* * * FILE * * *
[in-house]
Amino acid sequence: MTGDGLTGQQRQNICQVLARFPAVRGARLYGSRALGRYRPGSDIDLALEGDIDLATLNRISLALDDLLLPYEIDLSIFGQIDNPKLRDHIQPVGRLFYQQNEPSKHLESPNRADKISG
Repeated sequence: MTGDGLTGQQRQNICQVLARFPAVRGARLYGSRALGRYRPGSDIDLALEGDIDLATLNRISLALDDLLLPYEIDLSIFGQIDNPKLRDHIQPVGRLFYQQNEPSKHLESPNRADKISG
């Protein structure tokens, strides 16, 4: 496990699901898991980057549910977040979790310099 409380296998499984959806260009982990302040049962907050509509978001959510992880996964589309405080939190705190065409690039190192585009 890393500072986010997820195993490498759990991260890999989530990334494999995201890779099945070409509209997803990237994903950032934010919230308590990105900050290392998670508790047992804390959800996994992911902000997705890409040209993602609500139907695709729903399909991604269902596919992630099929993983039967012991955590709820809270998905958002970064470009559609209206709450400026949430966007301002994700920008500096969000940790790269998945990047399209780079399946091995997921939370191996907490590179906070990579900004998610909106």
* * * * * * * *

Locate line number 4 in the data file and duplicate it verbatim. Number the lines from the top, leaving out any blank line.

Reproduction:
């Protein structure tokens, strides 16, 4: 496990699901898991980057549910977040979790310099 409380296998499984959806260009982990302040049962907050509509978001959510992880996964589309405080939190705190065409690039190192585009 890393500072986010997820195993490498759990991260890999989530990334494999995201890779099945070409509209997803990237994903950032934010919230308590990105900050290392998670508790047992804390959800996994992911902000997705890409040209993602609500139907695709729903399909991604269902596919992630099929993983039967012991955590709820809270998905958002970064470009559609209206709450400026949430966007301002994700920008500096969000940790790269998945990047399209780079399946091995997921939370191996907490590179906070990579900004998610909106």